Hadrian’s Wall is a magnificent structure, a massive fortification that stretched across Roman Britain from coast to coast. Today the remains of the Wall, and its surrounding countryside, attract walkers, tourists and those with an interest in history, old or new. 111 Places Along Hadrian’s Wall That You Shouldn’t Miss is a compendium of everything a visitor needs to see in the area, an eclectic mixture of the important and well-known and of lesser known or more obscure places.
Hadrian’s Wall And Its Environs
2022 marks an important anniversary for Hadrian’s Wall, 1900 years since it was first built in 122 CE. Even by Roman standards it was an ambitious piece of engineering: 73 miles long, with 17 forts, 80 milecastles and numerous observation towers. Much of the Wall and its defences remain, and walkers can follow the line of the structure along the Hadrian’s Wall Path.
The Wall passes through the beautiful Northumberland countryside, running from the city of Newcastle to the neighbouring county of Cumbria. Its location close to the English/Scottish border means that the area has seen its fair share of history since the departure of the Romans, and there is a wide variety of places to visit in and around Hadrian’s Wall.
111 Places Along Hadrian’s Wall brings together historic sites, natural places, artworks and more. The author notes that “most of the locations in this book have a direct connection with Hadrian’s Wall and the Roman occupation of Britain, [but] some locations have no connection at all, other than I liked them…”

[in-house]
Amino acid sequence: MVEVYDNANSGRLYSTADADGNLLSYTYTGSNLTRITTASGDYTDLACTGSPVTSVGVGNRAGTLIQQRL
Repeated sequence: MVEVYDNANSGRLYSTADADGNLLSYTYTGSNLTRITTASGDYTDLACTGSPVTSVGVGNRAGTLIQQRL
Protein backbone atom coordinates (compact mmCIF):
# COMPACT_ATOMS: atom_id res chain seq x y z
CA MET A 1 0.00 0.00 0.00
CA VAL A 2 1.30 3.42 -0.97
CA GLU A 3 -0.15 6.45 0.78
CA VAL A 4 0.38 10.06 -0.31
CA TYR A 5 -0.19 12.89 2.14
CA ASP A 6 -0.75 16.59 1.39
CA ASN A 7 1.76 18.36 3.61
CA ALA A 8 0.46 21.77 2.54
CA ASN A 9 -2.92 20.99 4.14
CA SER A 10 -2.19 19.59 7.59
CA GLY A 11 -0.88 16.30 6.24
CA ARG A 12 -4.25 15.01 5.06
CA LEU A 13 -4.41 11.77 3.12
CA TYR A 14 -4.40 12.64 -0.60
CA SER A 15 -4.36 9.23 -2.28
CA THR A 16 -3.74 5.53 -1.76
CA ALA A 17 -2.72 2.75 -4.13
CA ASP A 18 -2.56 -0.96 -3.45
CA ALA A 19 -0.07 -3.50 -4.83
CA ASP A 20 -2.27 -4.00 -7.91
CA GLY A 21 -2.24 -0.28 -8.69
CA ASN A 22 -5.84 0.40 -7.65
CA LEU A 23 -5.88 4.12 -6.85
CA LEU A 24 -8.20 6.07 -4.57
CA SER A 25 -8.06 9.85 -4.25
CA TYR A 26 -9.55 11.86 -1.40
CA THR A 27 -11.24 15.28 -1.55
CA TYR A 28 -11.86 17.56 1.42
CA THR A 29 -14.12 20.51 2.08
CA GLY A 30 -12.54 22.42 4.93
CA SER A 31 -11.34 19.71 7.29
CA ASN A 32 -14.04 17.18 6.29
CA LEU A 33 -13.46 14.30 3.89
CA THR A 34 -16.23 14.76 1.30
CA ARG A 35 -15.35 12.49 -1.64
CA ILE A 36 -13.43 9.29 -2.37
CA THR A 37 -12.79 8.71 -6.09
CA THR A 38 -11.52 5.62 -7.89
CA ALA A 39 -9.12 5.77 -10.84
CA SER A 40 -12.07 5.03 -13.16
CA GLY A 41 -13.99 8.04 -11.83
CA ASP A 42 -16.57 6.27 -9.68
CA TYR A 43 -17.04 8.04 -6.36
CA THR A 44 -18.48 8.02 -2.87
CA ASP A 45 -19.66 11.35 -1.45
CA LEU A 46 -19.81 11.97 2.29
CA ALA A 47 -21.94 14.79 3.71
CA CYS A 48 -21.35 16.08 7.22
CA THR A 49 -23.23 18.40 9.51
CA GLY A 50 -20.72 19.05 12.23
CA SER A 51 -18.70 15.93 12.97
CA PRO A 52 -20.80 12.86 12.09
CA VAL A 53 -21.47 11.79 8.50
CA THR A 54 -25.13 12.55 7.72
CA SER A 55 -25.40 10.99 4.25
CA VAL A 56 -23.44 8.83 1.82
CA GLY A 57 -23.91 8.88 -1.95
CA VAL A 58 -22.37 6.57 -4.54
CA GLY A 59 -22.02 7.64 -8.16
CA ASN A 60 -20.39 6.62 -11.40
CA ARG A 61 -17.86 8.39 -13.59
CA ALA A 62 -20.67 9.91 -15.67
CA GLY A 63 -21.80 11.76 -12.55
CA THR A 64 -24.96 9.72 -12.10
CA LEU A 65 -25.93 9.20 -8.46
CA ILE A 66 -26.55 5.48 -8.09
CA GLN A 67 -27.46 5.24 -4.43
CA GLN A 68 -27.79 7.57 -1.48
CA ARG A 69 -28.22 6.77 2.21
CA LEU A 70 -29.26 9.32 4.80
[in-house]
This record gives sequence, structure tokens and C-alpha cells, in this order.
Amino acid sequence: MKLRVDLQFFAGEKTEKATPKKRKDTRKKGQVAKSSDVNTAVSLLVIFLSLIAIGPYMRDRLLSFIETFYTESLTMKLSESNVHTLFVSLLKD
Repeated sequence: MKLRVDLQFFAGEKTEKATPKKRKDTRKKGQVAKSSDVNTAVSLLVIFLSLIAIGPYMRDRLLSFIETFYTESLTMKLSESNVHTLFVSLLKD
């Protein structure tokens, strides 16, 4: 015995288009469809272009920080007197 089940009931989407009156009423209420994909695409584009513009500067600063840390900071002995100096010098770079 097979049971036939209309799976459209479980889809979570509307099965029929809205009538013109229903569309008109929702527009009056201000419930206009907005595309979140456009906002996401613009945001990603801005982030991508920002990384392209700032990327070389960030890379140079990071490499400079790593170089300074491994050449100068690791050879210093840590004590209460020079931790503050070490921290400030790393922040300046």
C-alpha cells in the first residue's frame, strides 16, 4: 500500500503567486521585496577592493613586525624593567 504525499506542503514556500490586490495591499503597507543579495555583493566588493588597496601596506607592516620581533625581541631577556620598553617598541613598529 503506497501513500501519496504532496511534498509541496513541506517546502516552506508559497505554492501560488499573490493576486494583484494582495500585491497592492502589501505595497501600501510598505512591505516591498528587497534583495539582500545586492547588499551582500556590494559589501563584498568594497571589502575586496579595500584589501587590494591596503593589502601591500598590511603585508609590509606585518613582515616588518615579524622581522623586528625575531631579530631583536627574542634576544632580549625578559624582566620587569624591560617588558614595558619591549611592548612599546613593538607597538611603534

History Old And New
The history is a wonderful mixture of old, not-so-old, and new. There are all the famous Roman sites along Hadrian’s Wall, and some not so famous. There are Roman artefacts and graffiti, and infrastructure around the Wall. Then there are buildings like Lanercost Priory that were built from stone plundered from the fortifications. You’ll even find one pre-Roman site…
There are bits of industrial history, battle fields, and the town that claims to be the geographical centre of Britain. And there are statues and sculptures, lakes and crags, and a traditional funfair. Some of the sights are less expected, like the daleks in the Museum of Classic Sci-Fi.
The Occasional Diversion
Most of the entries in this book are in and around the line of the wall. However, there is the occasional diversion, such as the blacksmith’s shop in Gretna Green where countless eloping couples once married.
Many of the places will be familiar to anyone who has explored Hadrian’s Wall. But I would defy anyone not to find anything new here (I certainly didn’t know about the atmospheric stone where Sir Walter Scott proposed to his wife, setting the scene for countless subsequent proposals…) And, even where places are familiar, there is the odd surprise. Like the claim that King Arthur and his knights are sleeping peacefully beneath Sewingshields Crag, far from their West Country home!
How To Use 111 Places Along Hadrian’s Wall
As the title suggests, there are 111 individual entries. These are arranged in alphabetical order, but maps at the end of the book show the location of each site. Each entry has a description and bits of history, as well as information about how to visit. There are “tips” too, detailing nearby places, eating spots or other interesting or useful information.
Whether you are new to the area or a frequent visitor, this book will be the perfect companion for your exploration of Northumberland and Hadrian’s Wall.
111 Places Along Hadrian’s Wall That You Shouldn’t Miss, David Taylor, ACC Art Books, 2022, 9783740814250